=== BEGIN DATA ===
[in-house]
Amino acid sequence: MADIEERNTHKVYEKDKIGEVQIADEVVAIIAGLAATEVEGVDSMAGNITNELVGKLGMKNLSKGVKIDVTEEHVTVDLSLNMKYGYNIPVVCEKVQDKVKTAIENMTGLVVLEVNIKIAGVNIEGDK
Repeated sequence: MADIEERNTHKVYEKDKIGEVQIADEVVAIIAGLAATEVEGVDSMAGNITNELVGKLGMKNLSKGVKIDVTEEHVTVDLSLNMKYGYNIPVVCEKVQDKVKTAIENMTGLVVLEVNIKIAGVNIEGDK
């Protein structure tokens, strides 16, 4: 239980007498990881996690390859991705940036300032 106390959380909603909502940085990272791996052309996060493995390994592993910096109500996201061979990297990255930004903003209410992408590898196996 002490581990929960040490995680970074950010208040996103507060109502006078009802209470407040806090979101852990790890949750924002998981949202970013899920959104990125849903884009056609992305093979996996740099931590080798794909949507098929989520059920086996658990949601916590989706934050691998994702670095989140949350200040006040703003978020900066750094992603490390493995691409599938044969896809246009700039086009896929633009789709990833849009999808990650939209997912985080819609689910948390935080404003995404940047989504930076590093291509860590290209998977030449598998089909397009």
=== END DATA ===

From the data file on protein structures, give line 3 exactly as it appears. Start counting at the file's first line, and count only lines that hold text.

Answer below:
Repeated sequence: MADIEERNTHKVYEKDKIGEVQIADEVVAIIAGLAATEVEGVDSMAGNITNELVGKLGMKNLSKGVKIDVTEEHVTVDLSLNMKYGYNIPVVCEKVQDKVKTAIENMTGLVVLEVNIKIAGVNIEGDK